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Hugh Akston wrote: 01 Sep 2020, 22:27 Most pasta sauces are like a canned tomato stomping on a human face forever. If I want to enjoy pasta, I usually just pour some olive oil and herbs over it. Sometimes I'll add some imitation crab meat if I'm in a protein kind of mood.
I used to make my own pasta sauce - admittedly, I used tomato sauce as the base - but I got out of the habit.

(Trigger warning for JasonL. Following recipe may cause offense.)

1) Sauté diced onion, mushrooms, and celery in butter. Add bay leaf and two or three cloves fine chopped fresh garlic.
2) In a separate pan, brown one pound ground beef.
3) Drain excess fat from ground beef and add to sautéed mixture.
4) Add three 10 oz cans tomato sauce.
5) Add chili powder*, basil*, parsley*, paprika* and 1 oz vinegar (* varies according to your personal taste.)
6) Simmer 30 to 40 minutes over low-medium heat

Makes 4 - 6 servings. I would freeze most of it for quick meals later.
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Re: Observations of the Random sort

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I'm not sure which element of pasta sauce is doing the stomping. It's an unbelievable upgrade to always use good quality canned tomatoes like Cento or Muir Glen. Always whole peeled never diced. To prevent diced tomatoes from disintegrating out of a dice in the can a preservative is added that definitely conveys "canned" when you taste them.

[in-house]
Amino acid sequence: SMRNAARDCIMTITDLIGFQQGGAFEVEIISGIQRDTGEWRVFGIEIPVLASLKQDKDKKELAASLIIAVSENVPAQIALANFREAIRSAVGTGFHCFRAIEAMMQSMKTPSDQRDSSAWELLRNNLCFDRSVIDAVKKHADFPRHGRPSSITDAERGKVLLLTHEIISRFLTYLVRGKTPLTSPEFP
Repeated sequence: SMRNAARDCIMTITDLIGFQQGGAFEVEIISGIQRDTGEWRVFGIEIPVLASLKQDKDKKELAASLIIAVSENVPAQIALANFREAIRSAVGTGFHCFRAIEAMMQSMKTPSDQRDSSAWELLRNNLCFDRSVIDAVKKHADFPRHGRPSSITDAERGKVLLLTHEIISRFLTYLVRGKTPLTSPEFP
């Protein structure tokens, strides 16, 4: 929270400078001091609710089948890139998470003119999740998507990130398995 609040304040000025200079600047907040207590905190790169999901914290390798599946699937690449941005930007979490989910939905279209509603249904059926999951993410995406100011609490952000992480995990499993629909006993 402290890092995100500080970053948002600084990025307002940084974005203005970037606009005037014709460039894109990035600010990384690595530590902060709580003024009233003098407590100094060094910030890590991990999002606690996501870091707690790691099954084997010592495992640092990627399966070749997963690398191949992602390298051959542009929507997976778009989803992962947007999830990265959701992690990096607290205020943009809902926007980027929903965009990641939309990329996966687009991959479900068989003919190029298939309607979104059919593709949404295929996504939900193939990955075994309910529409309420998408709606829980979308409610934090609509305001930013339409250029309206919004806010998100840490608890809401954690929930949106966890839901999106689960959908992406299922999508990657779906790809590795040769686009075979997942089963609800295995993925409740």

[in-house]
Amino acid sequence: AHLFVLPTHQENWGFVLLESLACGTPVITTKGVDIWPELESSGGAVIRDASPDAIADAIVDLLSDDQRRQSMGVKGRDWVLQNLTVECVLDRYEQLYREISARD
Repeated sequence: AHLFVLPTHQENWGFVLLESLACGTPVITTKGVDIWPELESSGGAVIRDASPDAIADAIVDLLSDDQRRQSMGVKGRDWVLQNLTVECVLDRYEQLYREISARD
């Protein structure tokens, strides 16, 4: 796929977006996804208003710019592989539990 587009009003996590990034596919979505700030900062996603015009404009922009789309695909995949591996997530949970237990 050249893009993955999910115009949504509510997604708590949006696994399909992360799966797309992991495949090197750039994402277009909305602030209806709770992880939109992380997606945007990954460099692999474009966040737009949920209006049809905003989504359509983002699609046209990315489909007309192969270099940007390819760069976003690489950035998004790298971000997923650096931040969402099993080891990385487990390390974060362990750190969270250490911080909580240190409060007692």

Right now when tomatoes are ripe I like "tomato water" sauce, which is diced fresh tomatoes in a colander, well salted over a bowl and tossed with basil or other herbs. Let it sit. Salt will pull out tomato juice and it will drain into bowl.

Cook the pasta separately to less done than you want - usually take 2 minutes off package cook time. Reserve a cup of pasta water.

Aromatics including significant garlic in a pan with olive oil. Add tomato water that drained into the bowl to aromatics in pan. Add pasta and 1/4c of pasta water to start. Add pasta and toss. Add butter to form emulsified sauce. Portion out pasta and top with tomatoes and herbs. Grate some parm if you like.
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Re: Observations of the Random sort

Post by Hugh Akston »

JasonL wrote: 02 Sep 2020, 10:48 I'm not sure which element of pasta sauce is doing the stomping.
Cooked tomatoes are the Urkel of food. Once they show up, it's the Cooked Tomatoes Show.